Lately (more like today) I’ve been interested in smaller cheaper robots. I’ve been looking at things like antweight battlebots and also the hobbyweight 12lb class. I’ve also been looking at super tiny pager motors and stuff like that. There is Vex but I’m looking for something a little more custom, not like a kit.
With how expensive robots are, as size goes down, price does too (although probably not by as much as it should)
So I have a few questions. Has anyone built any small or cheap robots? If so, let’s se them.
Also, I was wondering if anyone has been involved in smaller fighting robot competitions? If so, how is/was it and how do you get involved in them?
As much “kit” as Vex might be, it is still very customizable. Here shortly “Scofus” will be putting up pics of the bots we have been creating out of a single Vex kit. If you are interested in competitions for smaller and lighter robots, this year at the IRI there will be an entire Vex competition playing a completely new game designed by myself and Scott Ray. All the info is posted here:
It is the first ever open to the public Vex competition and like you said, its smaller, cheaper, and a lot more manageable.
So cheap, and kinda fun.
One fun thing to do is to set up an obstacle course, and then set up several desk lamps. The only control you have is to turn the desk lamps on and off to “drive” the robot through the obstacle course.
I will take this opportunity to evangelize for BEST some more. Sadly, it’s not in CA. The farthest west that BEST has gotten is NM, but still.
Smaller: 24 lbs, 2’ x 2’ x 2’ cube.
Cheaper: Free for a team to compete… Well a $200 deposit that you get back as long as you return the controller and such. Though it does require atleast a small group of people for the team. And only one team per school.
Custom: You get four real motors (Globes), some speed controllers and servos. And a box of random metal, PVC, plywood, fasteners, etc. That’s all you get to work with, too. So it’s a bit of a challenge.
Timeframe: Six weeks to build, with a practice competition week 5. In the fall, even, so it’s perfectly compatible with FRC.
Downside: Just a 4-channel RC car controller. However, I’m seeing what I can do to get this fixed…
So, sadly not much help for you sanddrag, but I think it’s definitely an option for other FIRST teams looking for things to do or a way to warm up for the big show in january.
If you’re planning on getting into combat robotics, PM or email me, or just ask here. I have plenty of experience and competitions under my belt and am willing/know plenty of people who are willing to assist another person into the game.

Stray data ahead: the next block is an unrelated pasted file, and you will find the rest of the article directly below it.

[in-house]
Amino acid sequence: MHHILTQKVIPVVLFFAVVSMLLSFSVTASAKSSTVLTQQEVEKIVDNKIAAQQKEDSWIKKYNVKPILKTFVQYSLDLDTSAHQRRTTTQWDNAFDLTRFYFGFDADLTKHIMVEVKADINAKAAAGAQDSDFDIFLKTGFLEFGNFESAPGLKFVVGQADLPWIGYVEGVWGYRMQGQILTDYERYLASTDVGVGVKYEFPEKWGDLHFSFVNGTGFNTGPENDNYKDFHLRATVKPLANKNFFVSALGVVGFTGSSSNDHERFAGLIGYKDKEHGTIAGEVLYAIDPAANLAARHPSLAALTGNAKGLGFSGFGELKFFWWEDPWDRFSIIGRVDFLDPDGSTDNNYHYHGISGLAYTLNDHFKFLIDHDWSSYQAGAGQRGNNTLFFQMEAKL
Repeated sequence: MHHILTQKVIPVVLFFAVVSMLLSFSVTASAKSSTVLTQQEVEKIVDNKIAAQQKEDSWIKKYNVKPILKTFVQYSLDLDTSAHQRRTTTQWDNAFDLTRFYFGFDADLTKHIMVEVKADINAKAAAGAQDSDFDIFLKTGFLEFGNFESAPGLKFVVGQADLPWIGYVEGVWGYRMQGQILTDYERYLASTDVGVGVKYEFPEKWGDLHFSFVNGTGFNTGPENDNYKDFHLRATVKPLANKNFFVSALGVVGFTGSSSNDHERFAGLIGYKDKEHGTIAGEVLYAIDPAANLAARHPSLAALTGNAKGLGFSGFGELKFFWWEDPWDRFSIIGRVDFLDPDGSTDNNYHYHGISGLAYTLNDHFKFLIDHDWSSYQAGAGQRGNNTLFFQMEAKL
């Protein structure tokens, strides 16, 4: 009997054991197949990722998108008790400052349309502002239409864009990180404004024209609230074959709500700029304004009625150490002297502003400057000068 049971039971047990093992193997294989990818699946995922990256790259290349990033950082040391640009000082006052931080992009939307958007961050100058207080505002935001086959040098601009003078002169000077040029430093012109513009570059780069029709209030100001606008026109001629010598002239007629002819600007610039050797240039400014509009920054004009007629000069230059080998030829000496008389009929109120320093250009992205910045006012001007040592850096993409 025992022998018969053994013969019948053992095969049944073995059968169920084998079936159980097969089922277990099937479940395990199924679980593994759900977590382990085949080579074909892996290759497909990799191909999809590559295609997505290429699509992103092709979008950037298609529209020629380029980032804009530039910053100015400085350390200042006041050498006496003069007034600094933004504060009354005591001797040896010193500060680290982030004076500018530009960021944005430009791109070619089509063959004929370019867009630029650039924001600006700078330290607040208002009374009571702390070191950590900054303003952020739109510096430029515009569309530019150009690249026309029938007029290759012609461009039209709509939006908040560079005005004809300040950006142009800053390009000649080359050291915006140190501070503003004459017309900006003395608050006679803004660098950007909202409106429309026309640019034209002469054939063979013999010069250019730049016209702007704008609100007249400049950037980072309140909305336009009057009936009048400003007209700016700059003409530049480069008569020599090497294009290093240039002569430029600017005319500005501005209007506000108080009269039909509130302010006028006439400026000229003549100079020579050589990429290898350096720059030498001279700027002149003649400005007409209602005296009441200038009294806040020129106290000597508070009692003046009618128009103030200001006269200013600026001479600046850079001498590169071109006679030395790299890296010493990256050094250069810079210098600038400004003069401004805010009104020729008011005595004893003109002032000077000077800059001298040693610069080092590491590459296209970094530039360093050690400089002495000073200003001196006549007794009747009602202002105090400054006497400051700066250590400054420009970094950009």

There is a very high concentration of builders in California as well as tournaments. You should have plenty of places to play.
Try micro mouse competitions. They use a “neural net” so theres no programming required. I’ve competed when i was younger and it’s actually quite fun, but if you really wanna go overboard some guys use ultrasonic sensors and stuff. Another cool competition is Beam drag racing. I’ve built 2, accept for a capacitor array for the motor and solar panel, there aren’t any electronics. If you want a guide i suggest the book “junkbots, bugbots, and bots on wheels”, the first couple of chapters are for people who have never soldered or don’t know how to use transistors, capacitors, etc. but it gives you many schematics and instructions for Beam robots. It gives detailed instructions for mini sumo, solar rollers, bicore headbots, etc. Who knows maybe we can even have mini competitions at regionals and at the nationals. O and about sozbots, I’m building a robo-one robot and so far I’ve spent about 400-500 dollars, but thats nothing to what sozbots are charging for their khr-1 kit ($1,650). So if anyone is planning on competing in Robo one, i suggest that you build your own.
ROFL!! I’ll use Solder over anything out there now. theres always a mechanical way to make things. Like the “night rider” LED thing i made for my team’s robot. It was pretty much a servo which turned a metal arm which came into contact with metal pins which completed a circuit, and then turned on a certain LED. No relays or circuit boards necessary.